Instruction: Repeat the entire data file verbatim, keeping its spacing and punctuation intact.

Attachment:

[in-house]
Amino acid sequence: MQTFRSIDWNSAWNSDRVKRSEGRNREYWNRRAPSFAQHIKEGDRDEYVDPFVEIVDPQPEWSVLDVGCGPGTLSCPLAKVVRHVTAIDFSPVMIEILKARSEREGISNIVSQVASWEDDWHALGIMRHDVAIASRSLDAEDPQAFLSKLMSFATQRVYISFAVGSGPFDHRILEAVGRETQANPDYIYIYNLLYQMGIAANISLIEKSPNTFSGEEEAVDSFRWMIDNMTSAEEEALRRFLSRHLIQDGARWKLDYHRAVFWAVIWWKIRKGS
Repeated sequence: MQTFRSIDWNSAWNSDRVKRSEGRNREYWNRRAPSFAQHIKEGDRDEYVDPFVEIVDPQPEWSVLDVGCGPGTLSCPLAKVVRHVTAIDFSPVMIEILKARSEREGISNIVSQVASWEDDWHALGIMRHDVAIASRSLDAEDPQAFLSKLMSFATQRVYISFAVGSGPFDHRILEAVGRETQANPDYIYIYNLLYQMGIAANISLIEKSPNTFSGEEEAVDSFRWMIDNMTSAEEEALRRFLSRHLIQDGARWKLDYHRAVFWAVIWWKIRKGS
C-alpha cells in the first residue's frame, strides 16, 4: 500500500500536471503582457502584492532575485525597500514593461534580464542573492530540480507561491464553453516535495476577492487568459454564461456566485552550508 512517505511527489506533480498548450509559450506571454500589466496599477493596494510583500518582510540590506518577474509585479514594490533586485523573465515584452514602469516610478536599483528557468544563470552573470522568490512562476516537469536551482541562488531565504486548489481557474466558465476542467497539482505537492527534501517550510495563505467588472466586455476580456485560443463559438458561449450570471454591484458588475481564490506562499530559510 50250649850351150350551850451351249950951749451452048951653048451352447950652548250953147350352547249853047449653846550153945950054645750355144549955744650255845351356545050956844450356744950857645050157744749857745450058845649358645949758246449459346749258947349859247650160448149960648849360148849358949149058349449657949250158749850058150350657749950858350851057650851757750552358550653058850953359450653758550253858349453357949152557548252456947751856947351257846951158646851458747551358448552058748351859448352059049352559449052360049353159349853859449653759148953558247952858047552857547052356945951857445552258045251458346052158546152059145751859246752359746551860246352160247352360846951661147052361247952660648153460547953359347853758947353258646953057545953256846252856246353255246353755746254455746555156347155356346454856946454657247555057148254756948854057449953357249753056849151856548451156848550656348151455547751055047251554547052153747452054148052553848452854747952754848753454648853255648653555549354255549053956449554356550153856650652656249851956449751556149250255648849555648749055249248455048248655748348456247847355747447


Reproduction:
[in-house]
Amino acid sequence: MQTFRSIDWNSAWNSDRVKRSEGRNREYWNRRAPSFAQHIKEGDRDEYVDPFVEIVDPQPEWSVLDVGCGPGTLSCPLAKVVRHVTAIDFSPVMIEILKARSEREGISNIVSQVASWEDDWHALGIMRHDVAIASRSLDAEDPQAFLSKLMSFATQRVYISFAVGSGPFDHRILEAVGRETQANPDYIYIYNLLYQMGIAANISLIEKSPNTFSGEEEAVDSFRWMIDNMTSAEEEALRRFLSRHLIQDGARWKLDYHRAVFWAVIWWKIRKGS
Repeated sequence: MQTFRSIDWNSAWNSDRVKRSEGRNREYWNRRAPSFAQHIKEGDRDEYVDPFVEIVDPQPEWSVLDVGCGPGTLSCPLAKVVRHVTAIDFSPVMIEILKARSEREGISNIVSQVASWEDDWHALGIMRHDVAIASRSLDAEDPQAFLSKLMSFATQRVYISFAVGSGPFDHRILEAVGRETQANPDYIYIYNLLYQMGIAANISLIEKSPNTFSGEEEAVDSFRWMIDNMTSAEEEALRRFLSRHLIQDGARWKLDYHRAVFWAVIWWKIRKGS
C-alpha cells in the first residue's frame, strides 16, 4: 500500500500536471503582457502584492532575485525597500514593461534580464542573492530540480507561491464553453516535495476577492487568459454564461456566485552550508 512517505511527489506533480498548450509559450506571454500589466496599477493596494510583500518582510540590506518577474509585479514594490533586485523573465515584452514602469516610478536599483528557468544563470552573470522568490512562476516537469536551482541562488531565504486548489481557474466558465476542467497539482505537492527534501517550510495563505467588472466586455476580456485560443463559438458561449450570471454591484458588475481564490506562499530559510 50250649850351150350551850451351249950951749451452048951653048451352447950652548250953147350352547249853047449653846550153945950054645750355144549955744650255845351356545050956844450356744950857645050157744749857745450058845649358645949758246449459346749258947349859247650160448149960648849360148849358949149058349449657949250158749850058150350657749950858350851057650851757750552358550653058850953359450653758550253858349453357949152557548252456947751856947351257846951158646851458747551358448552058748351859448352059049352559449052360049353159349853859449653759148953558247952858047552857547052356945951857445552258045251458346052158546152059145751859246752359746551860246352160247352360846951661147052361247952660648153460547953359347853758947353258646953057545953256846252856246353255246353755746254455746555156347155356346454856946454657247555057148254756948854057449953357249753056849151856548451156848550656348151455547751055047251554547052153747452054148052553848452854747952754848753454648853255648653555549354255549053956449554356550153856650652656249851956449751556149250255648849555648749055249248455048248655748348456247847355747447